A view backstage at Beverley Minster

Flights of Fantasy

Neil Pickford has writer’s block – or has he?
It’s time to cry Hallelujah and let slip the Henrys of war, to reduce t’ foul smell above the choir… or something like that (thank you Shakespeare and your Henry IVth).
The few visitors we’ve had in between snowfalls over the last week have found our Minster to be lacking its normal aura of peace and tranquillity – rather, they’ve been assaulted by a stereophonic buzzing noise emanating from a round red box pulled by each virger.
We’re spring-cleaning at the moment and this is the third time I’ve helped John with the task. It’s very daunting when you start – some 30,000 plus square foot of floor to Henry (we don’t have Hoovers in the Minster), and hundreds of yards of cracks and crevices that are currently home to Christmas tinsel. We’ll have it all out by Easter, I promise you.
It’s time to be ruthless – shoving the hose right under the central heating pipes and in all the little bowls and corners where dust can gather, then up the pillars to annoy long-established spider colonies that haven’t realised they’re not welcome.
Then, when the floor is done (having also been de-chewing gummed and the most obvious stains tempered down somewhat), it’s on to the window ledges and various other things located further off the floor, including all the wooden statuary in the quire.
That’s January pretty much budgeted for – we won’t get many roof tours to break into our process of edulcoration and so we just have to get into the right frame of mind, then systematically work through the building from one end to the other without cutting corners (and, boy, there sure are a lot of corners in this building).
And so I was dreamily progressing up the north transept aisle in a westerly direction and my mind started to wander.
Long-suffering readers of my writings will know that I’m already working on one book – a fully-illustrated and updated DVD version of a classic encyclopaedia on Beverley Minster. However, that’s pretty much come to a halt at present because I need more photographs of windows and memorials and the light just hasn’t been right over the last few months (well, for my cameras, anyway).
So while that’s been dumped back in the ‘pending’ tray I’ve started tinkering with an older project that disappeared up its own cul de sac a few years ago. It’s a science fiction novel, the first edited draft of which runs to 120,000 words and it has already attracted great praise from the few readers who’ve been shown the manuscript.
This book will, obviously, eventually become a trilogy and, extremely probably, a very popular series of films – I shall become a cross between JK Rowling, Michael Crichton and Terry Pratchett.
Sadly, however, no publisher has yet displayed any interest in taking it on, for which I can only blame gross incompetence, stupidity, illiteracy and, probably, a complete lack of imagination and sense of humour.
Realising I have to get past this first barrier of cretinism before I can progress to the next hurdle en route to making a billion pounds (sorry, bringing reading pleasure to the world), I’ve been kicking around alternative intros to the book to make it a bit more instantly accessible. Unfortunately, over the last few months I’ve not really achieved much in this direction.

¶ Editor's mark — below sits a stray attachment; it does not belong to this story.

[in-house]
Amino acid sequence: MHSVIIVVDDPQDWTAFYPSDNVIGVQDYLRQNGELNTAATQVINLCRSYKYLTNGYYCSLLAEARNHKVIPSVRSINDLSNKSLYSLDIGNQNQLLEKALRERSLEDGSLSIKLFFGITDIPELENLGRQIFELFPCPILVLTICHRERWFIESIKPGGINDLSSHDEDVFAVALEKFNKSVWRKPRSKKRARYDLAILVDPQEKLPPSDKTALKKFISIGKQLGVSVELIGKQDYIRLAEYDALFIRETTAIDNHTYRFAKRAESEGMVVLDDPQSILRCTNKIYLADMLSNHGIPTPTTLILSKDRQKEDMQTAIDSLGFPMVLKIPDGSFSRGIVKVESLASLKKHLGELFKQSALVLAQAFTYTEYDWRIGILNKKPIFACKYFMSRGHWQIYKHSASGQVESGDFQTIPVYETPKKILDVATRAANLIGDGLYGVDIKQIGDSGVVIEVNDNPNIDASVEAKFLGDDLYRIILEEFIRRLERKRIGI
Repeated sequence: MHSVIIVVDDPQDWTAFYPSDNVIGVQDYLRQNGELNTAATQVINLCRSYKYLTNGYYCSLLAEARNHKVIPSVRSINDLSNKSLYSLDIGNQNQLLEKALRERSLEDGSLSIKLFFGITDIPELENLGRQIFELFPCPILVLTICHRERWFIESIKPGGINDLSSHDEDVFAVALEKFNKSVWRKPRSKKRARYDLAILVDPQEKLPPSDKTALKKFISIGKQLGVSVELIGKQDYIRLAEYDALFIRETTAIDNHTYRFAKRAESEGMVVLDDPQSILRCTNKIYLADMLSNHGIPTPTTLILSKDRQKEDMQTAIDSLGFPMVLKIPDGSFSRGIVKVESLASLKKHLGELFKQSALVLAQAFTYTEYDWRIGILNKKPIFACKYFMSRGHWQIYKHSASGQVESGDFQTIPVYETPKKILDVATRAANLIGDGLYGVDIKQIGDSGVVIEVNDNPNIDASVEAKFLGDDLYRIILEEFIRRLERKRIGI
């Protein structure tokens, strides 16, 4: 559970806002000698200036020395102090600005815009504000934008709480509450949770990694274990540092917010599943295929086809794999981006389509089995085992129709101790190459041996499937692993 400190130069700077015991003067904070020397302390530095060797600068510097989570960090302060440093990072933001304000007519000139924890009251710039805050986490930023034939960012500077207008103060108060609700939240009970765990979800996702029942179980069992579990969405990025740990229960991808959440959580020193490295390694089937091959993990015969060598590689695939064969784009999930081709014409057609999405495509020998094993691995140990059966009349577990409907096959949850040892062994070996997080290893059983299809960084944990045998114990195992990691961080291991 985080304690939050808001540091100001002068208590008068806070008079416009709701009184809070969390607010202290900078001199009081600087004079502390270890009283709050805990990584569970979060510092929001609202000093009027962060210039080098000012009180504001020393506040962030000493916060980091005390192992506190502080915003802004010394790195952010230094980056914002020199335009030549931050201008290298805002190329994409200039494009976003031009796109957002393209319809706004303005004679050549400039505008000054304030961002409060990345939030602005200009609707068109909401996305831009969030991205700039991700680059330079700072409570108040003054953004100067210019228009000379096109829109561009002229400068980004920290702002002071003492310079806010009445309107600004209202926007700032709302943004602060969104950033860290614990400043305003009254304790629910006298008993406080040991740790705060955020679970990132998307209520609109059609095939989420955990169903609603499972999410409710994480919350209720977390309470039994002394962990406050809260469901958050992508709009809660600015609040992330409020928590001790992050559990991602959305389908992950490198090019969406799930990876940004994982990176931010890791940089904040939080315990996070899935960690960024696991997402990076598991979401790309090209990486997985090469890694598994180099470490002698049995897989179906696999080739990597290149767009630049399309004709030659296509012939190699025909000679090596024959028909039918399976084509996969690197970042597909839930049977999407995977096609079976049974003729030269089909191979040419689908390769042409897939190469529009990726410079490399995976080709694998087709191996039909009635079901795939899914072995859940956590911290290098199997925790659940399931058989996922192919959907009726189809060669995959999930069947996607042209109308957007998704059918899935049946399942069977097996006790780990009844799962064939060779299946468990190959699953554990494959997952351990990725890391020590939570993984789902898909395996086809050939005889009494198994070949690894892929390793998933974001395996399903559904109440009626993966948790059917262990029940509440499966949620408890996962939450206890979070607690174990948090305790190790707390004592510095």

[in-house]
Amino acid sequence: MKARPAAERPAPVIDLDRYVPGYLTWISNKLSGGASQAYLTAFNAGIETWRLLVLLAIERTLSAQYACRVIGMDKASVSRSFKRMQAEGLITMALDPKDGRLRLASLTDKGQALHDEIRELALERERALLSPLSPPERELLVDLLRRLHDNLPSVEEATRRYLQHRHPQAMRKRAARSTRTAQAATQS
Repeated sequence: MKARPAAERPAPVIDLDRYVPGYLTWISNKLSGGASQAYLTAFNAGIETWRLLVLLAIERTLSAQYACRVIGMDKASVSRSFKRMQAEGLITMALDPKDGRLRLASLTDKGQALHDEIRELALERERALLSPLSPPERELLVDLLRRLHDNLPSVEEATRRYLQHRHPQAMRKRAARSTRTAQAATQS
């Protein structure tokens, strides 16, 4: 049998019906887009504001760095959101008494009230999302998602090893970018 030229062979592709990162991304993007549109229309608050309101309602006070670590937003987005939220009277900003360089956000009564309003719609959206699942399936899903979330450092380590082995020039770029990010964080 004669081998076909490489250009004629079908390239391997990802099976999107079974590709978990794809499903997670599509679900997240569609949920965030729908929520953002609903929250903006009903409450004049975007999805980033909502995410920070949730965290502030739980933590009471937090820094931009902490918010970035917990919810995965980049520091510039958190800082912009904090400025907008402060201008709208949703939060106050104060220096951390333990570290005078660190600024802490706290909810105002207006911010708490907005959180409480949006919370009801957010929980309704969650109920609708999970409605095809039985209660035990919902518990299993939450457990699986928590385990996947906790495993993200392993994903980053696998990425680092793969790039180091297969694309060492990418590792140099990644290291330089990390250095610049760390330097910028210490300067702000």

However, this week, while a mere fraction of my brain grappled with the task of teasing some more silvery paper and an orange pip out of a crack, another section suddenly had a bit of a ‘eureka’ moment.
You see, the tale is set in a future century when the entire population has retreated underground to avoid environmental disaster (or have they? That’s one of the mysteries.)
Anyway, the hero – or, more accurately, the chief protagonist as he’s not very heroic – has spent his entire life, along with the rest of his tribe, in one of the endless huge tunnels that were constructed as bolt holes from the catastrophe.
Be honest, it’s great so far, isn’t it?
Anyway, I realised that it needed something a bit more connected with the present day for people to ‘relate to’. Something like Beverley Minster, in fact.
So now, Geraldo Guitar and his best friend Tim-Jim, in their endless wanderings through the caves of Gaia, discover the well-preserved remains of Beverley Minster underground – with the inevitable hilarious consequences (if I can think of any). They are fascinated (as you will be) and start exploring the old structure – making a discovery that will change the future of humanity and also uncover stranger civilisations below (sorry, gave away part of the plot there but that’s OK. You’ll have forgotten by the time this tome finally makes it onto the Amazon best-seller list).
It can’t fail.
The Minster is such a magnificent building that it inspires thousands of people every year. Some people become hooked and return week-in, week-out, called back not by religious impulse but by a structure that is beautiful and endlessly fascinating. Just bringing the building into my book guarantees success.
Then, when my trilogy becomes a large-scale film franchise it can be shot on location in the Minster itself, generating much-needed income and also boosting visitor numbers for years to come. 
And from my enormous royalties I will be able to pay for a brand new floor in the Minster – one that looks great, doesn’t stain, and has no cracks that tinsel could hide in.
It was then that the extension cable came out of the Henry and the dream faded away – but at least I got a blog out of it.   

First published January 2010


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